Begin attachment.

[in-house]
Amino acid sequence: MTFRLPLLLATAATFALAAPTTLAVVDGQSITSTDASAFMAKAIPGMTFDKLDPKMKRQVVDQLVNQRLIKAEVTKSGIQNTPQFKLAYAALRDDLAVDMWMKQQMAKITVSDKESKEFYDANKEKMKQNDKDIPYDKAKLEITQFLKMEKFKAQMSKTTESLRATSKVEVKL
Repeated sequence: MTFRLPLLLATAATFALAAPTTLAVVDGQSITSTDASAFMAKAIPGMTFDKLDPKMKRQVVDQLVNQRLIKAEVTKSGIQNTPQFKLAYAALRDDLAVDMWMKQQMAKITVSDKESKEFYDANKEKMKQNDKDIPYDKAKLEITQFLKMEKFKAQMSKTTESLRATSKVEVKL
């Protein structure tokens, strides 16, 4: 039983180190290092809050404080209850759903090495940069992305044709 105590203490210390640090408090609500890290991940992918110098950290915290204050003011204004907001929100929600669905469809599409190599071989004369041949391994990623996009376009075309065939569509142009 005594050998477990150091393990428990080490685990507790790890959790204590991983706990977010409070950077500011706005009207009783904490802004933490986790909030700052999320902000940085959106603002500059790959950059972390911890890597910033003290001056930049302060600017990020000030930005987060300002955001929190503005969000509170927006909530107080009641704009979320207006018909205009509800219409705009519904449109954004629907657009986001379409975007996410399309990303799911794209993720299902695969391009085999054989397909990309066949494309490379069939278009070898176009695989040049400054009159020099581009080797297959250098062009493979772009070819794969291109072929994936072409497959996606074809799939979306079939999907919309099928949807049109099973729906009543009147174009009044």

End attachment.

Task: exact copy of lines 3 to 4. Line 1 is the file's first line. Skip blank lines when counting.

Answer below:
Repeated sequence: MTFRLPLLLATAATFALAAPTTLAVVDGQSITSTDASAFMAKAIPGMTFDKLDPKMKRQVVDQLVNQRLIKAEVTKSGIQNTPQFKLAYAALRDDLAVDMWMKQQMAKITVSDKESKEFYDANKEKMKQNDKDIPYDKAKLEITQFLKMEKFKAQMSKTTESLRATSKVEVKL
């Protein structure tokens, strides 16, 4: 039983180190290092809050404080209850759903090495940069992305044709 105590203490210390640090408090609500890290991940992918110098950290915290204050003011204004907001929100929600669905469809599409190599071989004369041949391994990623996009376009075309065939569509142009 005594050998477990150091393990428990080490685990507790790890959790204590991983706990977010409070950077500011706005009207009783904490802004933490986790909030700052999320902000940085959106603002500059790959950059972390911890890597910033003290001056930049302060600017990020000030930005987060300002955001929190503005969000509170927006909530107080009641704009979320207006018909205009509800219409705009519904449109954004629907657009986001379409975007996410399309990303799911794209993720299902695969391009085999054989397909990309066949494309490379069939278009070898176009695989040049400054009159020099581009080797297959250098062009493979772009070819794969291109072929994936072409497959996606074809799939979306079939999907919309099928949807049109099973729906009543009147174009009044």